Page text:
So all things considered -- with decent third quarter results coming out of Time Warner, Comcast, Cablevision (CVC) and DirectTV (DTV), improving balance sheets and next generation plant -- I'm quite comfy owning cable, and am looking to add to positions when the anxiety about the death of cable reaches a crescendo.

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Dixon owns stocks mentioned: TW,TWC,APPL,CMCSA,CMCSK, DTV.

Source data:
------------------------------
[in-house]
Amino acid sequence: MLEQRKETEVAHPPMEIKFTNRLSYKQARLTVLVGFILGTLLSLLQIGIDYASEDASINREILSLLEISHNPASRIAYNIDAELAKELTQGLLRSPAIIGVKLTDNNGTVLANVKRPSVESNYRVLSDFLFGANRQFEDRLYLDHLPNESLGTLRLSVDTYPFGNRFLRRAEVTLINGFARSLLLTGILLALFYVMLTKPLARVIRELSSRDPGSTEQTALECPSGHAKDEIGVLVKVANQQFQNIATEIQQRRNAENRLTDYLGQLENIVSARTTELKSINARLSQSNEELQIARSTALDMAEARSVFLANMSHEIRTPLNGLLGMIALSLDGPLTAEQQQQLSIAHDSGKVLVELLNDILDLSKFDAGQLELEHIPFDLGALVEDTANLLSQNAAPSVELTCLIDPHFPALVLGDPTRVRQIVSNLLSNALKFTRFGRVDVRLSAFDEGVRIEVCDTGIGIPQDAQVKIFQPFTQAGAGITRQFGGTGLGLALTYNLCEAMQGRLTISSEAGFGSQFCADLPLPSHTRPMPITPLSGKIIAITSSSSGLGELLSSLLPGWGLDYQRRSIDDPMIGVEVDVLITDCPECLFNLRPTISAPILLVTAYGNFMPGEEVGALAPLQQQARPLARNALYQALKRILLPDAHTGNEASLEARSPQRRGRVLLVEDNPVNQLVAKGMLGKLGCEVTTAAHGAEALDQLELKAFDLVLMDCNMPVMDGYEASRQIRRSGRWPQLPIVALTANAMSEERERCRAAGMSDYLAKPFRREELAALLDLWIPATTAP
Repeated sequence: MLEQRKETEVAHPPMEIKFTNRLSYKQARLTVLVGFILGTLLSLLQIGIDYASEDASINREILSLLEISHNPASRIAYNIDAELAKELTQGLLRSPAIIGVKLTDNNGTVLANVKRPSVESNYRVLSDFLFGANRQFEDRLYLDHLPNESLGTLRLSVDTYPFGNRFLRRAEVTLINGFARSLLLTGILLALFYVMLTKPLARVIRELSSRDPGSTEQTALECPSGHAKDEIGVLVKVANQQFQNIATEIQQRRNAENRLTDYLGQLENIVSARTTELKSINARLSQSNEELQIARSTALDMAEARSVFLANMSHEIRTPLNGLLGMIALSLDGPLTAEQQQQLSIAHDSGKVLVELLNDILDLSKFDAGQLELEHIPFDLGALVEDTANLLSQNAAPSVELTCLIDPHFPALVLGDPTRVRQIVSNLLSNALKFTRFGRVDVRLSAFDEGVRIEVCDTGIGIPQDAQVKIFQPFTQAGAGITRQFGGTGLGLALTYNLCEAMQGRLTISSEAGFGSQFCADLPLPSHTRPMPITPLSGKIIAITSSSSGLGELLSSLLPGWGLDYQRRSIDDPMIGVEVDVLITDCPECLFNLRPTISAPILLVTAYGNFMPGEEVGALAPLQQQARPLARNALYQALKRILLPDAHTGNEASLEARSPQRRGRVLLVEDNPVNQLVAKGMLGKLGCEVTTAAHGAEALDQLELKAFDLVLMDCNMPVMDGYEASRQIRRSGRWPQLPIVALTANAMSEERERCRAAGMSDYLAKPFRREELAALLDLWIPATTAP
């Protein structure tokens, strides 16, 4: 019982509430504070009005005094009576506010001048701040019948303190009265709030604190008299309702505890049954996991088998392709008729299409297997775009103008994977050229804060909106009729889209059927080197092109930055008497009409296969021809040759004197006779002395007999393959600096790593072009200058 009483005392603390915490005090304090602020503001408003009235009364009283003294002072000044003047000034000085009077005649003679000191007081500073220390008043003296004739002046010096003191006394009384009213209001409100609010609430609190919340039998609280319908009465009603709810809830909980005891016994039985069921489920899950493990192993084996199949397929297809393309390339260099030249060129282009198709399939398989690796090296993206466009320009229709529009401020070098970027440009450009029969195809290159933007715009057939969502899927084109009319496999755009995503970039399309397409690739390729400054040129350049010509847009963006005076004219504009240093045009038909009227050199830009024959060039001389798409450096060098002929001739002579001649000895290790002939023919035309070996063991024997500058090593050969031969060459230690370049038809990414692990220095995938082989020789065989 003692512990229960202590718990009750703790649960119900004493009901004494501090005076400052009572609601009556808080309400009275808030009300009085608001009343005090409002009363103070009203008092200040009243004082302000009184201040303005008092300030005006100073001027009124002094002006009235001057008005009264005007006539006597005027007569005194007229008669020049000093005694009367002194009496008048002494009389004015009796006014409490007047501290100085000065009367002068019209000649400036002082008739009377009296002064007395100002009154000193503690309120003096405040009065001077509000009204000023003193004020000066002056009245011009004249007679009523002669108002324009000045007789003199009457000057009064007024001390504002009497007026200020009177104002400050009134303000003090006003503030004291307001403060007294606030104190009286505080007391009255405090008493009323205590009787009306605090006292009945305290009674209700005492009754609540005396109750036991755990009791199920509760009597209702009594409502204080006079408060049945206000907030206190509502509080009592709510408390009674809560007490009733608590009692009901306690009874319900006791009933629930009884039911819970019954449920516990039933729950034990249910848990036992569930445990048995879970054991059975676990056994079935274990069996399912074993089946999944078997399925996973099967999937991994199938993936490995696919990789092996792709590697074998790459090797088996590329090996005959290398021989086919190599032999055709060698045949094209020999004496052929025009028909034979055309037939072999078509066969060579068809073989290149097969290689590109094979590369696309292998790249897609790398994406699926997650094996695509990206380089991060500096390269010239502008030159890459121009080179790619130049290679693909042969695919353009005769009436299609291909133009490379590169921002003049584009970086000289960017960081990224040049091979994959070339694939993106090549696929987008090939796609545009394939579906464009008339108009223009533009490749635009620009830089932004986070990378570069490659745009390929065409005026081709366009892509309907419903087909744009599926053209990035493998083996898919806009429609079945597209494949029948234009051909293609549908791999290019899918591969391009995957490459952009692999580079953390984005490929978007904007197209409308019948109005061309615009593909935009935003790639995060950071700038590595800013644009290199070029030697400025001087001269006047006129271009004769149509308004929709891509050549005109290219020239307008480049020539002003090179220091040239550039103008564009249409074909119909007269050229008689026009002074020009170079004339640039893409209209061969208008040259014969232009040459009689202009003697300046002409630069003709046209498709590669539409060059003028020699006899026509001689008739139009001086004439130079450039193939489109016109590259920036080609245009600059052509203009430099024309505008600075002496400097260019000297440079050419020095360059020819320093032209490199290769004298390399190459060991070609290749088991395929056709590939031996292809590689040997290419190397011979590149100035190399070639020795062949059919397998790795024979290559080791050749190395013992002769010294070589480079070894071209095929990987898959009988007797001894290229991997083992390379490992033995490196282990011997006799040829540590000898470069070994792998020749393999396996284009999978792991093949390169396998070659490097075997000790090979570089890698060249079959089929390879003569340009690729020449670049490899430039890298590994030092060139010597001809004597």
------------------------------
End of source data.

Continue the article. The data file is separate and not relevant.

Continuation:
The information on this website solely reflects the analysis of or opinion about the performance of securities and financial markets by the writers whose articles appear on the site. The views expressed by the writers are not necessarily the views of Minyanville Media, Inc. or members of its management. Nothing contained on the website is intended to constitute a recommendation or advice addressed to an individual investor or category of investors to purchase, sell or hold any security, or to take any action with respect to the prospective movement of the securities markets or to solicit the purchase or sale of any security. Any investment decisions must be made by the reader either individually or in consultation with his or her investment professional. Minyanville writers and staff may trade or hold positions in securities that are discussed in articles appearing on the website. Writers of articles are required to disclose whether they have a position in any stock or fund discussed in an article, but are not permitted to disclose the size or direction of the position. Nothing on this website is intended to solicit business of any kind for a writer's business or fund. Minyanville management and staff as well as contributing writers will not respond to emails or other communications requesting investment advice.